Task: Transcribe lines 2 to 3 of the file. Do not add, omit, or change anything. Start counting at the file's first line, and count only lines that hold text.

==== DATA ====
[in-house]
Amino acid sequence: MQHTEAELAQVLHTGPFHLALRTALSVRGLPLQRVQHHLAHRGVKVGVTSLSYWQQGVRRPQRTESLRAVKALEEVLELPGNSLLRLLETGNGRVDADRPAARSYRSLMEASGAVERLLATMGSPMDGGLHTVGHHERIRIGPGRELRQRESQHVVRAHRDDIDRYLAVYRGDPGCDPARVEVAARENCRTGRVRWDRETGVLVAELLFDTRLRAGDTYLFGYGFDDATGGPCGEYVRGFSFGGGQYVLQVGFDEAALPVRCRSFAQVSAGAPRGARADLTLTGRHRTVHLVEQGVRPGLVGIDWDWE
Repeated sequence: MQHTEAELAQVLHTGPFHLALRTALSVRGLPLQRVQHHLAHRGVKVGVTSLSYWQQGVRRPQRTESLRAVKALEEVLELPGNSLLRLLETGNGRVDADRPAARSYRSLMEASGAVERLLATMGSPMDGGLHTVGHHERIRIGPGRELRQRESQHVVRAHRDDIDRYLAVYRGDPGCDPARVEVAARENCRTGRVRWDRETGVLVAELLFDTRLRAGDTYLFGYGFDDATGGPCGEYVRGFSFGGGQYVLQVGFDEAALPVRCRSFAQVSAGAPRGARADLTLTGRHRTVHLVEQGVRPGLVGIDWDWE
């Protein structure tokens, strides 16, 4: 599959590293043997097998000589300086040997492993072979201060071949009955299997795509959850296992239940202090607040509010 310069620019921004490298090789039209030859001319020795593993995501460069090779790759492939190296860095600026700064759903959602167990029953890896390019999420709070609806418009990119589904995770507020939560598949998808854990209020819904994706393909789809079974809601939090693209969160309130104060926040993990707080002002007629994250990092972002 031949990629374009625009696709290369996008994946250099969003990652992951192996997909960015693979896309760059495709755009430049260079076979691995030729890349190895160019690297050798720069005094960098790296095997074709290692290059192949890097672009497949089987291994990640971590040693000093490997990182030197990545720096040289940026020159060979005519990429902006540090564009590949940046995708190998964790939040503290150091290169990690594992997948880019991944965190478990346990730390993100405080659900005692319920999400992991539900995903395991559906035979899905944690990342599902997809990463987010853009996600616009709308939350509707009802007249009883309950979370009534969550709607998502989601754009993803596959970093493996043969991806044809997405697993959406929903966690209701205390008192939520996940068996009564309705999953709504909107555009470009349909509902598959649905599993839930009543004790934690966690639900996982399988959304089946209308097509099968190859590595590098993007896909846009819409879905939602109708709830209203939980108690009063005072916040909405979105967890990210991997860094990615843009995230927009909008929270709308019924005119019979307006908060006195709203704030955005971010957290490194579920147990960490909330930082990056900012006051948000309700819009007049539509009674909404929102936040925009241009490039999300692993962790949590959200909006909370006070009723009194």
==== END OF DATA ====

Amino acid sequence: MQHTEAELAQVLHTGPFHLALRTALSVRGLPLQRVQHHLAHRGVKVGVTSLSYWQQGVRRPQRTESLRAVKALEEVLELPGNSLLRLLETGNGRVDADRPAARSYRSLMEASGAVERLLATMGSPMDGGLHTVGHHERIRIGPGRELRQRESQHVVRAHRDDIDRYLAVYRGDPGCDPARVEVAARENCRTGRVRWDRETGVLVAELLFDTRLRAGDTYLFGYGFDDATGGPCGEYVRGFSFGGGQYVLQVGFDEAALPVRCRSFAQVSAGAPRGARADLTLTGRHRTVHLVEQGVRPGLVGIDWDWE
Repeated sequence: MQHTEAELAQVLHTGPFHLALRTALSVRGLPLQRVQHHLAHRGVKVGVTSLSYWQQGVRRPQRTESLRAVKALEEVLELPGNSLLRLLETGNGRVDADRPAARSYRSLMEASGAVERLLATMGSPMDGGLHTVGHHERIRIGPGRELRQRESQHVVRAHRDDIDRYLAVYRGDPGCDPARVEVAARENCRTGRVRWDRETGVLVAELLFDTRLRAGDTYLFGYGFDDATGGPCGEYVRGFSFGGGQYVLQVGFDEAALPVRCRSFAQVSAGAPRGARADLTLTGRHRTVHLVEQGVRPGLVGIDWDWE